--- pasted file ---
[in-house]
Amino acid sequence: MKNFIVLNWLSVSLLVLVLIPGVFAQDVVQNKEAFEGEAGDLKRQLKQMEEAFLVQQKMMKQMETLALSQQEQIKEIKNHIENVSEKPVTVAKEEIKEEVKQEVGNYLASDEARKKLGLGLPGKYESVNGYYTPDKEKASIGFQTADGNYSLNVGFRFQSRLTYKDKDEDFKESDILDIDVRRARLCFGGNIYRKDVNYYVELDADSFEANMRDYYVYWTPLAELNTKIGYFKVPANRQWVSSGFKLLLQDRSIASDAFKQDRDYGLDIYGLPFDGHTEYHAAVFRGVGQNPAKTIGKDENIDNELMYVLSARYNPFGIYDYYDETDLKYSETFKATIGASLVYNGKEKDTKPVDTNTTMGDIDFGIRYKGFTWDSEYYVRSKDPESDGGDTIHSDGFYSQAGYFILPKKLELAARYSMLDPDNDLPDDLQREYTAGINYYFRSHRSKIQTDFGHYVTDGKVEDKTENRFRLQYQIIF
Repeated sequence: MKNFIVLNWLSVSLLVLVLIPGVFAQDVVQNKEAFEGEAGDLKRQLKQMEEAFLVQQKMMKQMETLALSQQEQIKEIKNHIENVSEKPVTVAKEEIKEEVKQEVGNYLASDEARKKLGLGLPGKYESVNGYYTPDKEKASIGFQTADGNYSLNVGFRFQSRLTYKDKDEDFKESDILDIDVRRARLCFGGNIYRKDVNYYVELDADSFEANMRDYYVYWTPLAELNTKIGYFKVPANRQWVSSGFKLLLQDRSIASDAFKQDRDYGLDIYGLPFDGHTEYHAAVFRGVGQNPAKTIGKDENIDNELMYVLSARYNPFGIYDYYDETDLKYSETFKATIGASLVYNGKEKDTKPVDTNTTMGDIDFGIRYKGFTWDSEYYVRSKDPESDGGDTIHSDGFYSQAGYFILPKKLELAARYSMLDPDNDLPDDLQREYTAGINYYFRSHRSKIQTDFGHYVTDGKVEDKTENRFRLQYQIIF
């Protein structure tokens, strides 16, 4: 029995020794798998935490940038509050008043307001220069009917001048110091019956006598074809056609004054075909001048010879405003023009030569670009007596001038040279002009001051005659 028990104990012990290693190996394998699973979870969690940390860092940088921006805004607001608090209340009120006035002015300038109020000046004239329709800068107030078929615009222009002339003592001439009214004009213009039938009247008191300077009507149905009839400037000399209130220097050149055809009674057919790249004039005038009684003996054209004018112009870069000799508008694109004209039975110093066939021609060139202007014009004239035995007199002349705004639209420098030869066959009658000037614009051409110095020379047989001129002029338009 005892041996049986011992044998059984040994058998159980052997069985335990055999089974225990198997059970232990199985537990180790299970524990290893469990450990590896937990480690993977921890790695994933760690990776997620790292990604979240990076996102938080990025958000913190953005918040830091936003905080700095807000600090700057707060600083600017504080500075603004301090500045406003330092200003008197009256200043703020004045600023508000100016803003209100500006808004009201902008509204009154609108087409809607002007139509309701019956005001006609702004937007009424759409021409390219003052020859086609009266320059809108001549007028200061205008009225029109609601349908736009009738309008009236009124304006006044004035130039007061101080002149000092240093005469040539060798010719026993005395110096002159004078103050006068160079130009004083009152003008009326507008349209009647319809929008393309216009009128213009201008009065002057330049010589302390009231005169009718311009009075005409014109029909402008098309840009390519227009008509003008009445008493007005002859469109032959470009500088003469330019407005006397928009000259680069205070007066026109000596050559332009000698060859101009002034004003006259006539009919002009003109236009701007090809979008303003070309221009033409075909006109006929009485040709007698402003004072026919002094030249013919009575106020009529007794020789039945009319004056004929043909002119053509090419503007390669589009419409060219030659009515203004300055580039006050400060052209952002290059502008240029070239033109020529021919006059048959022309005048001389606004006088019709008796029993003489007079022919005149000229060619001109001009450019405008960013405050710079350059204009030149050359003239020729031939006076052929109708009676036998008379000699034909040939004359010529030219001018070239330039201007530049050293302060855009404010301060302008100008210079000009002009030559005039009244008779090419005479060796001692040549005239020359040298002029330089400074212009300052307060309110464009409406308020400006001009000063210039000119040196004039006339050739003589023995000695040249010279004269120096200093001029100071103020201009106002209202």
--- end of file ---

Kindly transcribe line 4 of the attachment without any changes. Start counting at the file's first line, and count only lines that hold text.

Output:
């Protein structure tokens, strides 16, 4: 029995020794798998935490940038509050008043307001220069009917001048110091019956006598074809056609004054075909001048010879405003023009030569670009007596001038040279002009001051005659 028990104990012990290693190996394998699973979870969690940390860092940088921006805004607001608090209340009120006035002015300038109020000046004239329709800068107030078929615009222009002339003592001439009214004009213009039938009247008191300077009507149905009839400037000399209130220097050149055809009674057919790249004039005038009684003996054209004018112009870069000799508008694109004209039975110093066939021609060139202007014009004239035995007199002349705004639209420098030869066959009658000037614009051409110095020379047989001129002029338009 005892041996049986011992044998059984040994058998159980052997069985335990055999089974225990198997059970232990199985537990180790299970524990290893469990450990590896937990480690993977921890790695994933760690990776997620790292990604979240990076996102938080990025958000913190953005918040830091936003905080700095807000600090700057707060600083600017504080500075603004301090500045406003330092200003008197009256200043703020004045600023508000100016803003209100500006808004009201902008509204009154609108087409809607002007139509309701019956005001006609702004937007009424759409021409390219003052020859086609009266320059809108001549007028200061205008009225029109609601349908736009009738309008009236009124304006006044004035130039007061101080002149000092240093005469040539060798010719026993005395110096002159004078103050006068160079130009004083009152003008009326507008349209009647319809929008393309216009009128213009201008009065002057330049010589302390009231005169009718311009009075005409014109029909402008098309840009390519227009008509003008009445008493007005002859469109032959470009500088003469330019407005006397928009000259680069205070007066026109000596050559332009000698060859101009002034004003006259006539009919002009003109236009701007090809979008303003070309221009033409075909006109006929009485040709007698402003004072026919002094030249013919009575106020009529007794020789039945009319004056004929043909002119053509090419503007390669589009419409060219030659009515203004300055580039006050400060052209952002290059502008240029070239033109020529021919006059048959022309005048001389606004006088019709008796029993003489007079022919005149000229060619001109001009450019405008960013405050710079350059204009030149050359003239020729031939006076052929109708009676036998008379000699034909040939004359010529030219001018070239330039201007530049050293302060855009404010301060302008100008210079000009002009030559005039009244008779090419005479060796001692040549005239020359040298002029330089400074212009300052307060309110464009409406308020400006001009000063210039000119040196004039006339050739003589023995000695040249010279004269120096200093001029100071103020201009106002209202």